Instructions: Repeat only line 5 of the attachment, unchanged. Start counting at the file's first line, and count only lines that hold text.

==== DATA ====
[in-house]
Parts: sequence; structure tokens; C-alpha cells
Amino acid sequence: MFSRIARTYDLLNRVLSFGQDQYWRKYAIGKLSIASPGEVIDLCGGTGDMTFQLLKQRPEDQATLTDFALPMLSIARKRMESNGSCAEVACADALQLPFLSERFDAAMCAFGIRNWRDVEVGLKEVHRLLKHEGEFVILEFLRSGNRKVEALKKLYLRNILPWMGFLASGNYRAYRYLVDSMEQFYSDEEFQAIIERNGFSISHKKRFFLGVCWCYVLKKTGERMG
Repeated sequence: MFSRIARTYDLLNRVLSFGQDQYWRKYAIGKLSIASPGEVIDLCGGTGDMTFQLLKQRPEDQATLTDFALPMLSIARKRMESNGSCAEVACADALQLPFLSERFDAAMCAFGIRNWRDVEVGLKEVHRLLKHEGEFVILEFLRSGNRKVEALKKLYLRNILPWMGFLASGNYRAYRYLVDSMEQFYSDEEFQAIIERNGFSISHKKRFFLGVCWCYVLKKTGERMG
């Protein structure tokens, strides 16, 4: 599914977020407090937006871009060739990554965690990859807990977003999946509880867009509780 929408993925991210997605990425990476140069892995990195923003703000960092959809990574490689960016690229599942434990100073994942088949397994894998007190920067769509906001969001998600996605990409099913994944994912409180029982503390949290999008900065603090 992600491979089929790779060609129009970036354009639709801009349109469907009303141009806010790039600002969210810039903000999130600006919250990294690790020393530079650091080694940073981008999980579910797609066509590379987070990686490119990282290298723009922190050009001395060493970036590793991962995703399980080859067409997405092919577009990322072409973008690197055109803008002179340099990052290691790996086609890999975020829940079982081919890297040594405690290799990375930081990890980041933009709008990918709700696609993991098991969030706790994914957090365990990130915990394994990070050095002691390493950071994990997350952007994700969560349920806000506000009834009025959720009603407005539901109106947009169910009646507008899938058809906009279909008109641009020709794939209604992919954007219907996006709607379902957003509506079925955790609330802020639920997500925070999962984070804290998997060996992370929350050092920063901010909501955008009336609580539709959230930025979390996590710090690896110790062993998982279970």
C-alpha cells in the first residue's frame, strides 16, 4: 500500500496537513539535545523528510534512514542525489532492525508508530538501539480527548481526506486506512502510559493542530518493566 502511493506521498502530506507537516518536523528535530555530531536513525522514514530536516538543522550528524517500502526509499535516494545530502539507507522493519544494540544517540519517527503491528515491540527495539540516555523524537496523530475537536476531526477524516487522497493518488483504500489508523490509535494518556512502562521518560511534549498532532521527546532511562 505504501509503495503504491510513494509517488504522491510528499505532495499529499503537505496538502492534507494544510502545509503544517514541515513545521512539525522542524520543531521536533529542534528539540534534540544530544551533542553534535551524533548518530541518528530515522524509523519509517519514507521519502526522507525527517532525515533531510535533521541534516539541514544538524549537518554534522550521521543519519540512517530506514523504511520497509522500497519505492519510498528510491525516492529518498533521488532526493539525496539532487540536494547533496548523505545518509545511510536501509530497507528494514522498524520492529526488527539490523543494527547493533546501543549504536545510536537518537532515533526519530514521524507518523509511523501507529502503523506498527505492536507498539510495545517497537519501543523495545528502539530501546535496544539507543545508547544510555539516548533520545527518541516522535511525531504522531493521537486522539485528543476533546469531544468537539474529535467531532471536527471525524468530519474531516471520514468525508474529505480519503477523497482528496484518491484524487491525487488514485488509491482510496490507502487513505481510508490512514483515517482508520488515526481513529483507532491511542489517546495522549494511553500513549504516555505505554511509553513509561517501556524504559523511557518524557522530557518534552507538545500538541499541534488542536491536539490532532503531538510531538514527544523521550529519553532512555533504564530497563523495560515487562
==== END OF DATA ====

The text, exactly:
């Protein structure tokens, strides 16, 4: 599914977020407090937006871009060739990554965690990859807990977003999946509880867009509780 929408993925991210997605990425990476140069892995990195923003703000960092959809990574490689960016690229599942434990100073994942088949397994894998007190920067769509906001969001998600996605990409099913994944994912409180029982503390949290999008900065603090 992600491979089929790779060609129009970036354009639709801009349109469907009303141009806010790039600002969210810039903000999130600006919250990294690790020393530079650091080694940073981008999980579910797609066509590379987070990686490119990282290298723009922190050009001395060493970036590793991962995703399980080859067409997405092919577009990322072409973008690197055109803008002179340099990052290691790996086609890999975020829940079982081919890297040594405690290799990375930081990890980041933009709008990918709700696609993991098991969030706790994914957090365990990130915990394994990070050095002691390493950071994990997350952007994700969560349920806000506000009834009025959720009603407005539901109106947009169910009646507008899938058809906009279909008109641009020709794939209604992919954007219907996006709607379902957003509506079925955790609330802020639920997500925070999962984070804290998997060996992370929350050092920063901010909501955008009336609580539709959230930025979390996590710090690896110790062993998982279970």